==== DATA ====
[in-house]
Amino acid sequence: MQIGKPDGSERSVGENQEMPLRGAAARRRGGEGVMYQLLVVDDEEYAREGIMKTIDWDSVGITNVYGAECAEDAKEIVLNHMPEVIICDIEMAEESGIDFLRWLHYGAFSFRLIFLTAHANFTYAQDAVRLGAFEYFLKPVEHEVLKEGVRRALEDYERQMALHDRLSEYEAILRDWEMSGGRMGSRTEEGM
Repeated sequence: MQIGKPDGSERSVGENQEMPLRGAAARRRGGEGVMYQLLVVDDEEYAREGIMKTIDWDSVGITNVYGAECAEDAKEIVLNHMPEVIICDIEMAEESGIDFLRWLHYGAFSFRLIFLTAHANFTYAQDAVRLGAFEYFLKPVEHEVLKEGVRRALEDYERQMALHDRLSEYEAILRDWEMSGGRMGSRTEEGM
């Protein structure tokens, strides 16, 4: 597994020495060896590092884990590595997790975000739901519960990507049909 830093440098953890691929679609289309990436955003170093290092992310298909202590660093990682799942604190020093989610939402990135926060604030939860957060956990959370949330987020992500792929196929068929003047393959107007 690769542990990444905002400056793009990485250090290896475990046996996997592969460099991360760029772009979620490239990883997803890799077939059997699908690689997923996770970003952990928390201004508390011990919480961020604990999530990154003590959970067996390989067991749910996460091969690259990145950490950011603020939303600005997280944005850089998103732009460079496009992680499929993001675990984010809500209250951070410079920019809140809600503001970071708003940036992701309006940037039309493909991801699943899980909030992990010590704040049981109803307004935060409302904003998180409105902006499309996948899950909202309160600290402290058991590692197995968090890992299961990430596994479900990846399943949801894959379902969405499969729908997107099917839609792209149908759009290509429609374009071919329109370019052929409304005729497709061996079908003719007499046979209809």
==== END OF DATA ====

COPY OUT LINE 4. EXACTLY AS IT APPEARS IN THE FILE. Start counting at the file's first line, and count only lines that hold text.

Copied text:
């Protein structure tokens, strides 16, 4: 597994020495060896590092884990590595997790975000739901519960990507049909 830093440098953890691929679609289309990436955003170093290092992310298909202590660093990682799942604190020093989610939402990135926060604030939860957060956990959370949330987020992500792929196929068929003047393959107007 690769542990990444905002400056793009990485250090290896475990046996996997592969460099991360760029772009979620490239990883997803890799077939059997699908690689997923996770970003952990928390201004508390011990919480961020604990999530990154003590959970067996390989067991749910996460091969690259990145950490950011603020939303600005997280944005850089998103732009460079496009992680499929993001675990984010809500209250951070410079920019809140809600503001970071708003940036992701309006940037039309493909991801699943899980909030992990010590704040049981109803307004935060409302904003998180409105902006499309996948899950909202309160600290402290058991590692197995968090890992299961990430596994479900990846399943949801894959379902969405499969729908997107099917839609792209149908759009290509429609374009071919329109370019052929409304005729497709061996079908003719007499046979209809």